Volume 385, Number 2, April II 2002
|Page(s)||431 - 453|
|Section||Cosmology (including clusters of galaxies)|
|Published online||15 April 2002|
Discrete dynamical classes for galaxy discs and the implication of a second generation of Tully-Fisher methods
School of Mathematics, Sheffield University, Sheffield, S3 7RH, UK
Corresponding author: D.Roscoe@shef.ac.uk
Accepted: 24 January 2002
In Roscoe ([CITE]), it was described how the modelling of a small sample of optical rotation curves (ORCs) given by Rubin et al. ([CITE]) with the power-law , where where the parameters vary between galaxies, raised the hypothesis that the parameter A (considered in the form ) had a preference for certain discrete values. This specific hypothesis was tested in that paper against a sample of 900 spiral galaxy rotation curves measured by Mathewson et al. ([CITE]), but folded by Persic & Salucci ([CITE]), and was confirmed on this large sample with a conservatively estimated upper bound probability of 10-7 against it being a chance effect. In this paper, we begin by reviewing the earlier work, and then describe the analyses of three additional samples; the first of these, of 1200+ Southern sky ORCs, was published by Mathewson & Ford ([CITE]), the second, of 497 Northern sky ORCs, is a composite sample provided by kind permission of Giovanelli & Haynes published in the sequence of papers Dale et al. ([CITE], [CITE], [CITE]) and Dale & Uson ([CITE]), whilst the third, of 305 Northern sky ORCs, was published by Courteau ([CITE]). These analyses provide overwhelmingly compelling confirmation of what was already a powerful result. Apart from other considerations, the results lead directly to what can be described as a “second generation of Tully-Fisher methods”. We give a brief discussion of the further implications of the result.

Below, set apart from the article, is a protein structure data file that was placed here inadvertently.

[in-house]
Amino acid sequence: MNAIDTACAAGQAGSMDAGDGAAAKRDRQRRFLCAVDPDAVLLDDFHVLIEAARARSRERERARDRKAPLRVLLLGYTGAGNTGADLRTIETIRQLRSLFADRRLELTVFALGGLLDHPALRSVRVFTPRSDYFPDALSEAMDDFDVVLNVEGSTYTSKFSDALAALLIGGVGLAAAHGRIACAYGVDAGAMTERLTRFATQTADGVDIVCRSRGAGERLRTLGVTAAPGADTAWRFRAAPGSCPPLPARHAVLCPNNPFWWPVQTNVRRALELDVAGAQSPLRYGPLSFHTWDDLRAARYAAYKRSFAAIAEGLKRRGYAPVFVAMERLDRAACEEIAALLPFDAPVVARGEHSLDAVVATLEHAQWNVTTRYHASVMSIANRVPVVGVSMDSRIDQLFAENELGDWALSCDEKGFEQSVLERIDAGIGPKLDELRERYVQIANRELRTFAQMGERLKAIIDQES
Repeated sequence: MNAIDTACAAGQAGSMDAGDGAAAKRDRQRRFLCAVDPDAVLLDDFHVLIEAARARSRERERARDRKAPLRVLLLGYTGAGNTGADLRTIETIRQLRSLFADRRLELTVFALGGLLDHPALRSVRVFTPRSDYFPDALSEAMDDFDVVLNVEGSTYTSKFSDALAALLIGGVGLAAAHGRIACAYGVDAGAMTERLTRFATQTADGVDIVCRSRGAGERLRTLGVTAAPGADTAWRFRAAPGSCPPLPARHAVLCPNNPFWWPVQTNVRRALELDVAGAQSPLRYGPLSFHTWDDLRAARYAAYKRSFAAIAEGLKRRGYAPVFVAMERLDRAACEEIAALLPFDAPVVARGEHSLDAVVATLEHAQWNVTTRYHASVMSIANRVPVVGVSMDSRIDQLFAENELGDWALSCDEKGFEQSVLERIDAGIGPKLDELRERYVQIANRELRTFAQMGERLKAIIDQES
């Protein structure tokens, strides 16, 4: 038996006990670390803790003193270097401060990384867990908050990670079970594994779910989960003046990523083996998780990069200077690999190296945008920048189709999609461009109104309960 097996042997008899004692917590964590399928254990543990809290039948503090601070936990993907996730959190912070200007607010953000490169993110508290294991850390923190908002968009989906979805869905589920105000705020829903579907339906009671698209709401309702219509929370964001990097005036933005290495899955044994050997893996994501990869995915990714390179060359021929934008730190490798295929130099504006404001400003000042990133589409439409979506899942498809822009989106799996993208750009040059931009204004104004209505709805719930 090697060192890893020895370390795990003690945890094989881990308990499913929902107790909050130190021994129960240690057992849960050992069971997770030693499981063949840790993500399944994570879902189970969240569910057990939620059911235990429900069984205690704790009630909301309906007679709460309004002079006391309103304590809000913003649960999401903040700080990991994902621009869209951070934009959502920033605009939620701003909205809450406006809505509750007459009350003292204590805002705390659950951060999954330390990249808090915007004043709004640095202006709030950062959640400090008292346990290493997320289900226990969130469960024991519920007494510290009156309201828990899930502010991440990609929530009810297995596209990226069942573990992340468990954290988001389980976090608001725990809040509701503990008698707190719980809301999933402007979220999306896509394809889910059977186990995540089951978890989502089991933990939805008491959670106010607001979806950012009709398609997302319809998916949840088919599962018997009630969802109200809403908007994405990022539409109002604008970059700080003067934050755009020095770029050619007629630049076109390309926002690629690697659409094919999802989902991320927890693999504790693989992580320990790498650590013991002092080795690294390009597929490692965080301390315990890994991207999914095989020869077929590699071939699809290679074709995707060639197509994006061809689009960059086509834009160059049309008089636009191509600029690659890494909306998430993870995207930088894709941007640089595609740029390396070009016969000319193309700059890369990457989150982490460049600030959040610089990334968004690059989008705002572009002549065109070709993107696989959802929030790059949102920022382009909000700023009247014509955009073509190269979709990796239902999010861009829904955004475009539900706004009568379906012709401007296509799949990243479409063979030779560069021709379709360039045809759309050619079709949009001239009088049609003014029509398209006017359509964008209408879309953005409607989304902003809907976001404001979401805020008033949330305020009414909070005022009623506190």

Key words: galaxies: general / galaxies: fundamental parameters / galaxies: spiral / galaxies: evolution
© ESO, 2002
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